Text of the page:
Boston, Mass., May 12, 2014 / 17:05 pm
A satanic black mass re-enactment being planned by a student group at Harvard University has been 'postponed indefinitely' and will not take place May 12.
The news was announced by the school's newspaper, The Harvard Crimson, just over an hour before the event was scheduled to occur May 12.
Originally, the black mass re-enactment was to take place on campus, at a pub in the basement of Memorial Hall. The Harvard Crimson reported late on the afternoon of May 12 that the event had voluntarily been moved to The Middle East nightclub, a short distance from campus. However, shortly afterward, the general manager of the nightclub told the publication that negotiations had fallen through and the event would not be hosted there.
Subsequently, in a breaking news update at 7:45 p.m. Eastern time, the publication reported that the black mass "has been postponed indefinitely and will not take place tonight, according to (a) Satanic Temple spokesperson."
Connected to witchcraft and demonic worship, a black mass is a sacrilegious ceremony structured as a parody of the Catholic Mass. Invoking Satan, the ritual is centered around the desecration of the Eucharist, which is generally done by stealing a consecrated host from a Catholic church and using it in a profane sexual ritual, or defecating and urinating on it.
A spokesperson for The Satanic Temple, which is staging the event, initially told media outlets that a consecrated host would be used, although the temple and the Cultural Studies Club both later denied this, insisting that only a plain piece of bread would be used.
The plans for the black mass had drawn strong opposition from the Archdiocese of Boston, along with many students, alumni and members of the broader Catholic community.
Harvard senior Aurora Griffin told CNA that she presented university president Drew Faust with petitions against the event that had garnered more than 60,000 signatures.
In her cover letter, Griffin explained that the event does not promote an appreciation for cultural understanding, but instead "promotes contempt for the Catholic faith," adding that "supporters of genuine tolerance and civility are rightly offended and outraged that Harvard has permitted such an event."
Dr. Faust had released a statement May 12 condemning the event as "flagrantly disrespectful and inflammatory," and the club's decision to hold it as "abhorrent." However, she stated that the ceremony would be allowed to continue due to the university's "commitment to free expression."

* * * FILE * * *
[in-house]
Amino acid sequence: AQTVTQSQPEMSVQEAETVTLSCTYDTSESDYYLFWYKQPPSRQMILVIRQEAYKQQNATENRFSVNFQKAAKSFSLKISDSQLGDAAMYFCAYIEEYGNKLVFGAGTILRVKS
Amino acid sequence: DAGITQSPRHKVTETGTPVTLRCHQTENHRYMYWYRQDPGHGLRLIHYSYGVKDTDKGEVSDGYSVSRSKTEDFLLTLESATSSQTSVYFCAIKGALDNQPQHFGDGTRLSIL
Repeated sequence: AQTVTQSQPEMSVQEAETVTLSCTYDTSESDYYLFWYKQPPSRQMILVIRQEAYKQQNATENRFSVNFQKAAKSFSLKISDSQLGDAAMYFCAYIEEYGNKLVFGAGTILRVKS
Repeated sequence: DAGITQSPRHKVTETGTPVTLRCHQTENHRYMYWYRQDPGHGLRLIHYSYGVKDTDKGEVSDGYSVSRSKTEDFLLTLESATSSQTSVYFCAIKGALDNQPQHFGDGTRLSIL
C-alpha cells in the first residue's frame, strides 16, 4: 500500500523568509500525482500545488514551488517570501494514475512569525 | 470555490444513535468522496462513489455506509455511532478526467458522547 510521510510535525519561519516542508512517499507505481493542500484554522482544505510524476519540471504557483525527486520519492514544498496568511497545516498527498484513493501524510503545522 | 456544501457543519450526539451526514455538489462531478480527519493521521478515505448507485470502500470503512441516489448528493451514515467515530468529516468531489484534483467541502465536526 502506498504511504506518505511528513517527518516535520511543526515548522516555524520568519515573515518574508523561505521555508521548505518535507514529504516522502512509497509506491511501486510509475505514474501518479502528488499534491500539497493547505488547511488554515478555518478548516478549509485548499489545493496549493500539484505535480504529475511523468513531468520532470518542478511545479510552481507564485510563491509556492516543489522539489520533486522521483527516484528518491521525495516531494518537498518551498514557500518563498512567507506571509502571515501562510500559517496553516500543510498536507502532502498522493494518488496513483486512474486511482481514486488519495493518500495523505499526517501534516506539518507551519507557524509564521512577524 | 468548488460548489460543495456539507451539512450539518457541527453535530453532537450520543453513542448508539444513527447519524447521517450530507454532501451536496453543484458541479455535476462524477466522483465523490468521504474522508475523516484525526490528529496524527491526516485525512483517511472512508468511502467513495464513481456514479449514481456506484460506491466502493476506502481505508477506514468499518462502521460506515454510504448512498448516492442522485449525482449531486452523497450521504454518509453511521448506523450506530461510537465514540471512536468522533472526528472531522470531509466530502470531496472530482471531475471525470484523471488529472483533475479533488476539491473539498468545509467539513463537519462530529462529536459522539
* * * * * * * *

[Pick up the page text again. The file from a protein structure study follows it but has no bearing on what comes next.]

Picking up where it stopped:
Faust had said that as a sign of respect, she would attend a Eucharistic Holy Hour being held by the Catholic community at Harvard in response to the black mass.
Jim McGlone, a junior at Harvard, told CNA while he was "glad" to see the university president use "the strongest language possible" to condemn the event, he disagreed that all speech and expression should be protected in a university setting, given the fundamentally offensive nature of the event.
"It's too much of a desecration of our Lord and a mockery and parody of our Faith," he said, to be "an attempt at dialogue – it's really just an obscenity."
Rather than merely offering a safe haven for all kinds of offensive speech, he continued, the purpose of free speech is "getting at the truth through discourse," among people who may have disagreements.
Freshman Bella Gomez told CNA that rather than using freedom of speech and religion to make Harvard a "safer welcoming community for all," Catholic students "are being solely victimized by it."
She said she felt "uncomfortable" at the idea of entering campus facilities that had been used for a satanic ritual, indicating that the space would "no longer feel comfortable or safe" for her.
The Cultural Studies Club had defended the black mass re-enactment as educational and dismissed critics as demonstrating a close-minded "paranoia." The group had told CNA that those offended by the event hold outdated views "based on intolerance and ignorance," which are "arrogant and egocentric."